The following post was written by Lincoln Neal, Equal Exchange worker-owner in our Portland, Oregon office.
The fight against climate change arrived in our Pacific NW backyard last week when 13 Greenpeace activists suspended themselves 100 feet over the Willamette River from the massive St. Johns Bridge in northwest Portland just four miles up St Helens Rd from our West Coast distribution center.
Their goal was to block the newly repaired Shell Oil icebreaker MSV Fennica from leaving the city and travelling to Alaska where it would be used for arctic oil drilling. With the help of a flotilla of kayaktavists, including workers from Equal Exchange, Greenpeace managed to hold the massive 380-foot, 8000-ton ship in check for nearly 40 hours.
On Thursday, July 30th Equal Exchange employees Jim Feldmann, Meghan Huebner, Casey Enns and myself loaded a delivery van with 8 cases of trail mix, 20 cases of cashew bars and a couple of gallons of iced tea. The St. Johns Bridge had been closed; and there was no public access to the demonstration from our side of the river. So what would normally be an easy 20-minute drive turned into an hour and a half stretch in slow moving traffic: we of course were glued to the live broadcast of the event.
Earlier in the day, unbelievably, the Fennica had been successfully turned back at the bridge. Since then, many more supporters were converging on the scene. We learned from the broadcast that one of the protesters had been lowered down and then removed from the bridge. No explanation was given, but that made four who had come down; leaving only nine activists dangling from the bridge.
The park follows the river for about a mile, two hundred feet below the bridge deck. When we arrived, hundreds of people were milling around on the grass and the small beach areas. Families, news people and energetic demonstrators were buzzed by a couple of small drones filming overhead. Just off the shore we saw about 50 kayaks, protected by wooden piles that poked a couple of feet above the water. We left our iced tea at a donations table and walked down to the floating dock beneath the bridge.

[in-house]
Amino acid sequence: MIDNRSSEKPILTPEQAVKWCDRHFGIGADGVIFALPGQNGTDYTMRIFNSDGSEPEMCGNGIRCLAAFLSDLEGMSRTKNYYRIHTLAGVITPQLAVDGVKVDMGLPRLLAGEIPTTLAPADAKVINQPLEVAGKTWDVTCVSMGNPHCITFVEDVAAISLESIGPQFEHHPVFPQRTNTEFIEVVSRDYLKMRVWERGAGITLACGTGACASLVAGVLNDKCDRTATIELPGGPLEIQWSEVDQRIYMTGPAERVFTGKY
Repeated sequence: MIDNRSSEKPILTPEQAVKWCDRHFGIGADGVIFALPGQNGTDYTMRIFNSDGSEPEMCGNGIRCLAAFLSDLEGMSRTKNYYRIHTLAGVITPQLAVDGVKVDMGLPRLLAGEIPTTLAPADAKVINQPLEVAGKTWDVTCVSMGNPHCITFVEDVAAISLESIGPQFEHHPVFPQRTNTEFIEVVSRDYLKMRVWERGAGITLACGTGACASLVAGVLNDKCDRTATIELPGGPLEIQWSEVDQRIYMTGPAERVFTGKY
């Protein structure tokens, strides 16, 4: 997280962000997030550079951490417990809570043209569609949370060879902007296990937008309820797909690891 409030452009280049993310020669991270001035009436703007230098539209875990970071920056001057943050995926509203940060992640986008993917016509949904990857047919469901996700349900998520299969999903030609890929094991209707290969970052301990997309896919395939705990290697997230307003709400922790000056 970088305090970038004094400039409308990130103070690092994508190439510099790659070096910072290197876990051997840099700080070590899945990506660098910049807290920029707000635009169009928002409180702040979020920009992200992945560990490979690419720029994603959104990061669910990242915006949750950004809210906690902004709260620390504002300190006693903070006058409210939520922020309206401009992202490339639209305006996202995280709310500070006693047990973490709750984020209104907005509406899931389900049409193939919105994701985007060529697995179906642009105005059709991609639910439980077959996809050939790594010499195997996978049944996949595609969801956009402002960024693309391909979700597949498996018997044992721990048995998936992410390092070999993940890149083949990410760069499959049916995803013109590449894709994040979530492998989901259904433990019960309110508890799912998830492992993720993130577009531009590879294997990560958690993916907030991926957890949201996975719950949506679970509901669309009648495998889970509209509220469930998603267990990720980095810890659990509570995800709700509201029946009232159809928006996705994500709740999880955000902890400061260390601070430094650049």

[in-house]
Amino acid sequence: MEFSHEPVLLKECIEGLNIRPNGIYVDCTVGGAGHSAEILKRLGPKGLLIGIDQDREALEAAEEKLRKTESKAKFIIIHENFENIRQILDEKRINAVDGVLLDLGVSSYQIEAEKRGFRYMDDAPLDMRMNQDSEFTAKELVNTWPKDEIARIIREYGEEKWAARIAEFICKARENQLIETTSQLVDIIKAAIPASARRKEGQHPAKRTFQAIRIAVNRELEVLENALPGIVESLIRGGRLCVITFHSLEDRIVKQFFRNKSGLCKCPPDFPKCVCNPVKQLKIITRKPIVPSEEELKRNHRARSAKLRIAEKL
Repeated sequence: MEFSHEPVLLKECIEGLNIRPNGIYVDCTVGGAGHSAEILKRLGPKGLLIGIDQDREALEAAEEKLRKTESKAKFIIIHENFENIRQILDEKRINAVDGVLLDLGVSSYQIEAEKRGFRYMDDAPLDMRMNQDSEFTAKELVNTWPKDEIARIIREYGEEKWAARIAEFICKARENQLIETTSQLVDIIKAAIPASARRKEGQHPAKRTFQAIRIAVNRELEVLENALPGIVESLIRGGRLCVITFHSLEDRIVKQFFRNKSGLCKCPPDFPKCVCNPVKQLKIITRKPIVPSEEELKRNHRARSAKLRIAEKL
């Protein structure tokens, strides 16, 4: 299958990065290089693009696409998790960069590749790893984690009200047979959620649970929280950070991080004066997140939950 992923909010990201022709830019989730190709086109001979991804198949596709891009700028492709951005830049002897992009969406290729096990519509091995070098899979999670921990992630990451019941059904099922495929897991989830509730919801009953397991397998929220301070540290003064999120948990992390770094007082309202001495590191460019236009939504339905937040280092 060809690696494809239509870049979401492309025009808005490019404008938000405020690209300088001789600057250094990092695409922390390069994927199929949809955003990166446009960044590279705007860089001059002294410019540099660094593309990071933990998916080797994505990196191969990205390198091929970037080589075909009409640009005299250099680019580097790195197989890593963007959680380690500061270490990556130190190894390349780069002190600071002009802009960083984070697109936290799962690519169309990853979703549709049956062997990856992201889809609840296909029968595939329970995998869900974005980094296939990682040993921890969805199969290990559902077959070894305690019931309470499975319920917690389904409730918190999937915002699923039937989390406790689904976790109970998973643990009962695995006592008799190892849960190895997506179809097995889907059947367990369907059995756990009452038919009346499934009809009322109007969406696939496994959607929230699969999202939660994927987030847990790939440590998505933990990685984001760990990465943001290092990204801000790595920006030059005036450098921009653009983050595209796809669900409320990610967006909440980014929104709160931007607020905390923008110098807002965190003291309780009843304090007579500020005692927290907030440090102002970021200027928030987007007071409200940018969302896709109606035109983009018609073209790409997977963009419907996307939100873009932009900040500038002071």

There, dozens of supporters were chanting encouragement to the kayactivists while also goading the coast guard and police vessels that harassed them. We handed out the trail mix and cashew bars like vendors at a sporting event calling out “Fair Trade! Organic! Snacks!” The dock was beyond capacity and was dipping into the water. Which was good. It was over 100 degrees in Portland that day. We wondered how the protesters hanging from the bridge were faring. We had already seen at least one exhausted, collapsed woman being attended to by paramedics.
After handing out the remaining snacks, we jumped down to the beach south of the dock. Meghan, Jim and Casey managed to secure kayaks and canoes and made their way out to the water. Moments later someone to the south started shouting that the Fennica was on the move. Shortly after, the giant icebreaker floated into view. Cops on jet skis were darting around the edge of the river intentionally spraying the kayakers and ramming them. Whenever anyone would resist, such as pushing them away with a paddle, a police boat would move in and try to drag the occupants from their craft.
The supporters on the dock began shouting at the police as the Fennica continued to move closer and closer to the bridge. All of a sudden a call went up and the kayakers dove toward the center of the river all at once. The coast guard and police were caught off guard by the chaotic scramble of small boats. The authorities recovered, however, and made a defensive wedge against the protesters, keeping the west side of the river open. With only nine activists now hanging from the bridge, enough room was created for the Fennica to safely pass beneath the St. Johns Bridge.
Read Meghan Huebner’s first hand account from one of the kayaks here tomorrow.